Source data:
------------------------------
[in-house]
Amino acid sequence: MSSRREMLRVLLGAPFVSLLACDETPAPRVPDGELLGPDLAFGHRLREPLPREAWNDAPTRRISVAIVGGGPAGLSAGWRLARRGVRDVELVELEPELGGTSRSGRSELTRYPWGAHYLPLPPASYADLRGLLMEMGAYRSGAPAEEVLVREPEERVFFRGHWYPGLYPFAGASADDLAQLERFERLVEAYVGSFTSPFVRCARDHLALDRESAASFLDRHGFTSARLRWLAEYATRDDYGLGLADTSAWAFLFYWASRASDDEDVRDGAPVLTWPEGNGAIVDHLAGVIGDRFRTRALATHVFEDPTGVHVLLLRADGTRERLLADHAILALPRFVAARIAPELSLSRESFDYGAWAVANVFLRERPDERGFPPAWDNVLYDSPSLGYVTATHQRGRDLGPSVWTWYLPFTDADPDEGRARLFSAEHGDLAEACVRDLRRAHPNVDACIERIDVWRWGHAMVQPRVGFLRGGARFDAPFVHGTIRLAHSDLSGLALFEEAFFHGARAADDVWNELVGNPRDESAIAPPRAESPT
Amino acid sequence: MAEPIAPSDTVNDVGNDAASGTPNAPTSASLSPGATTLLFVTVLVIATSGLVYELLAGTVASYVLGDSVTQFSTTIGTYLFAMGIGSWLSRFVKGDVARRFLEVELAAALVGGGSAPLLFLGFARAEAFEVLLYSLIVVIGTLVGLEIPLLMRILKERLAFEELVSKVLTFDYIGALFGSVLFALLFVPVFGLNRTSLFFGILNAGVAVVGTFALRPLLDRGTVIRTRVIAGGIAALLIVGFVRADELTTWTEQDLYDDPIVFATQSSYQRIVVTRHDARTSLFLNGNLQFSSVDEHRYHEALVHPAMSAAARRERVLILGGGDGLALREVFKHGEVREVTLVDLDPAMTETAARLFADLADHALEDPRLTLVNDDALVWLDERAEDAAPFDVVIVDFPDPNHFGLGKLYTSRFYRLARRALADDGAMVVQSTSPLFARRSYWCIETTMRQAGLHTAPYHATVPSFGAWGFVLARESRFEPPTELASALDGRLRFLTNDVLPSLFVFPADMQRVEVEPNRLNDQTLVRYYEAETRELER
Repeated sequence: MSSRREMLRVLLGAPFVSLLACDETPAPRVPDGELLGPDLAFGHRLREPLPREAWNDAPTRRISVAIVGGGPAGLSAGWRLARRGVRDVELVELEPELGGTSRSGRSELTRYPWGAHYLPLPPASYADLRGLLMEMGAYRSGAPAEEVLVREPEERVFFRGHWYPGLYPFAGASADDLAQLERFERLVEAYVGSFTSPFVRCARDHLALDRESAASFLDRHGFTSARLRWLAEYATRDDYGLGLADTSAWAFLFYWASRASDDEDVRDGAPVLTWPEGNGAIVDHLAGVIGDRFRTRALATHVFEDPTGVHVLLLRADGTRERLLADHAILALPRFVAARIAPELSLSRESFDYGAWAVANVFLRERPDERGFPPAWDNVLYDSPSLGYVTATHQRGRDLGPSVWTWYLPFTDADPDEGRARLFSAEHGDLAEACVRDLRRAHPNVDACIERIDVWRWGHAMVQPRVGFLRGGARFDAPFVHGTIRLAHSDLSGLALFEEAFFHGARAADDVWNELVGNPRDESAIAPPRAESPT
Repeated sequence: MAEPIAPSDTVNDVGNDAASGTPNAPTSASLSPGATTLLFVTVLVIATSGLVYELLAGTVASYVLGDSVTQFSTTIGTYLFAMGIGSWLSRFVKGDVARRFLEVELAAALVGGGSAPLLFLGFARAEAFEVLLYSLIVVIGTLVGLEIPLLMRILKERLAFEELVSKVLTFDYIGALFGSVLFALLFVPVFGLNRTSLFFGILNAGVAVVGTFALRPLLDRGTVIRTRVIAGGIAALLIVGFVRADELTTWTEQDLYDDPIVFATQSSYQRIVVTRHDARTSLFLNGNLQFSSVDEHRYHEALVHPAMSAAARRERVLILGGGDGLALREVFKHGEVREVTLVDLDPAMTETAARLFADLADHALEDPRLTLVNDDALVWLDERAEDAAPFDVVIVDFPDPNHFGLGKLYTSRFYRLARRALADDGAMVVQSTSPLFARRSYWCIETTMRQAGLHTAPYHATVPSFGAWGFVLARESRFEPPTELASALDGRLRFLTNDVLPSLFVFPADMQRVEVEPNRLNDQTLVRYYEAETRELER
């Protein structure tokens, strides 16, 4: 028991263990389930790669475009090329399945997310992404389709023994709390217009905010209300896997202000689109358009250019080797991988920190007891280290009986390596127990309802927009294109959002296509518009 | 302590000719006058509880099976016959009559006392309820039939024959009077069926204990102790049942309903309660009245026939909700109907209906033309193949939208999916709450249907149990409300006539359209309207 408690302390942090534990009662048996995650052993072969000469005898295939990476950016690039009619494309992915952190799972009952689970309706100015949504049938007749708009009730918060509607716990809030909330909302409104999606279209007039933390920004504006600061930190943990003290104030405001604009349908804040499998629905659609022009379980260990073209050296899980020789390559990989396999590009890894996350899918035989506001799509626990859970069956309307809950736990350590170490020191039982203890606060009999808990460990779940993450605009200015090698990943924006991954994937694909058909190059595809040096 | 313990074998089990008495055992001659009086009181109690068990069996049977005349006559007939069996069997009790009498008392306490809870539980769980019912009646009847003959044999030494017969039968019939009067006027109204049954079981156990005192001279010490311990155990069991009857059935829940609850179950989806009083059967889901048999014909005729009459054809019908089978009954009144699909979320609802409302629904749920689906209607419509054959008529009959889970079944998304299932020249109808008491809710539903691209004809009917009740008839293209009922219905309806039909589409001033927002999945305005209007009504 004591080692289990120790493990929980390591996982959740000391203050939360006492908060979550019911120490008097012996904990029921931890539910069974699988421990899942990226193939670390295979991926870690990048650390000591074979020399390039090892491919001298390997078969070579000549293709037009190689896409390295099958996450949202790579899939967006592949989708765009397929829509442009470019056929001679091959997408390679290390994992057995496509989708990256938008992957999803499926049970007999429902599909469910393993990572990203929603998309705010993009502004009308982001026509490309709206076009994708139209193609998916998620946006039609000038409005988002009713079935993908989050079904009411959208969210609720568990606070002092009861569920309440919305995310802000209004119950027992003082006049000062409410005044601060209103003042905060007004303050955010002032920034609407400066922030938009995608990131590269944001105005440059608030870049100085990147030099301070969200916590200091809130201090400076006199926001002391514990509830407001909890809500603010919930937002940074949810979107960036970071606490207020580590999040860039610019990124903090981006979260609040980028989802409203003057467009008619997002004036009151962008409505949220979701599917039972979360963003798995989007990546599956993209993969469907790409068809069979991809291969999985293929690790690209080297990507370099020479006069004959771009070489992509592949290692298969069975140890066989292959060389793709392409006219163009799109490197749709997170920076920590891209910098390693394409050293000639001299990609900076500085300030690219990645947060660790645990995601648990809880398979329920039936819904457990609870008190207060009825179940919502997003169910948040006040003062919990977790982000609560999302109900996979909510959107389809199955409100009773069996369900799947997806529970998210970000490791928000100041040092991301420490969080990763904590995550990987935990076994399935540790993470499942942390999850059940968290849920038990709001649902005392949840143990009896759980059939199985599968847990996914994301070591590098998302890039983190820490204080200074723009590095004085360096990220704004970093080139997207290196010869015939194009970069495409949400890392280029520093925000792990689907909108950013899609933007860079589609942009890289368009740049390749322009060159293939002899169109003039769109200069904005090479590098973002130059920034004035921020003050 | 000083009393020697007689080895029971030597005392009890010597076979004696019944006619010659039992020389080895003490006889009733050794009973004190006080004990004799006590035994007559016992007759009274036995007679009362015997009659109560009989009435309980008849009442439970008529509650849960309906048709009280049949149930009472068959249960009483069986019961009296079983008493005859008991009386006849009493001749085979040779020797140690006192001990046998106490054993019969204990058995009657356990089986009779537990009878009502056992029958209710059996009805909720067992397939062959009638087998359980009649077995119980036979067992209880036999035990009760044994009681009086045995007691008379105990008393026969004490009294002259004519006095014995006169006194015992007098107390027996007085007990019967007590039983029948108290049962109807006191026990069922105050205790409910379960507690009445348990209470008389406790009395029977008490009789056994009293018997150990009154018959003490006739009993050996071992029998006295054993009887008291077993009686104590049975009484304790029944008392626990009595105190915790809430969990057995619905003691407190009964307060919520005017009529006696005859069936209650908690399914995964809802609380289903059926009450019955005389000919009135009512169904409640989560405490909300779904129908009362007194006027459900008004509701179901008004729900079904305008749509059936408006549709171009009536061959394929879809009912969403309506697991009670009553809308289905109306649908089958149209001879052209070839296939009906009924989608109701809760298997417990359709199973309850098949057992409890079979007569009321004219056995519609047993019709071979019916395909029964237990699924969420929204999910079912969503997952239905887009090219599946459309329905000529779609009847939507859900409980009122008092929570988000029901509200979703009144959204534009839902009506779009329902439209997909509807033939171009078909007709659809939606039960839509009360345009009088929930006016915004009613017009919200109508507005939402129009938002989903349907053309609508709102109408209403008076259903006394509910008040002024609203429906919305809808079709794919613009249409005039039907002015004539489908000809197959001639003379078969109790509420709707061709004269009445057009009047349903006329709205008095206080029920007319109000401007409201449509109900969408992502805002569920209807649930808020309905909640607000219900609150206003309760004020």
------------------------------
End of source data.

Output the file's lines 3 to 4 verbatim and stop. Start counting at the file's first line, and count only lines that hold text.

Amino acid sequence: MAEPIAPSDTVNDVGNDAASGTPNAPTSASLSPGATTLLFVTVLVIATSGLVYELLAGTVASYVLGDSVTQFSTTIGTYLFAMGIGSWLSRFVKGDVARRFLEVELAAALVGGGSAPLLFLGFARAEAFEVLLYSLIVVIGTLVGLEIPLLMRILKERLAFEELVSKVLTFDYIGALFGSVLFALLFVPVFGLNRTSLFFGILNAGVAVVGTFALRPLLDRGTVIRTRVIAGGIAALLIVGFVRADELTTWTEQDLYDDPIVFATQSSYQRIVVTRHDARTSLFLNGNLQFSSVDEHRYHEALVHPAMSAAARRERVLILGGGDGLALREVFKHGEVREVTLVDLDPAMTETAARLFADLADHALEDPRLTLVNDDALVWLDERAEDAAPFDVVIVDFPDPNHFGLGKLYTSRFYRLARRALADDGAMVVQSTSPLFARRSYWCIETTMRQAGLHTAPYHATVPSFGAWGFVLARESRFEPPTELASALDGRLRFLTNDVLPSLFVFPADMQRVEVEPNRLNDQTLVRYYEAETRELER
Repeated sequence: MSSRREMLRVLLGAPFVSLLACDETPAPRVPDGELLGPDLAFGHRLREPLPREAWNDAPTRRISVAIVGGGPAGLSAGWRLARRGVRDVELVELEPELGGTSRSGRSELTRYPWGAHYLPLPPASYADLRGLLMEMGAYRSGAPAEEVLVREPEERVFFRGHWYPGLYPFAGASADDLAQLERFERLVEAYVGSFTSPFVRCARDHLALDRESAASFLDRHGFTSARLRWLAEYATRDDYGLGLADTSAWAFLFYWASRASDDEDVRDGAPVLTWPEGNGAIVDHLAGVIGDRFRTRALATHVFEDPTGVHVLLLRADGTRERLLADHAILALPRFVAARIAPELSLSRESFDYGAWAVANVFLRERPDERGFPPAWDNVLYDSPSLGYVTATHQRGRDLGPSVWTWYLPFTDADPDEGRARLFSAEHGDLAEACVRDLRRAHPNVDACIERIDVWRWGHAMVQPRVGFLRGGARFDAPFVHGTIRLAHSDLSGLALFEEAFFHGARAADDVWNELVGNPRDESAIAPPRAESPT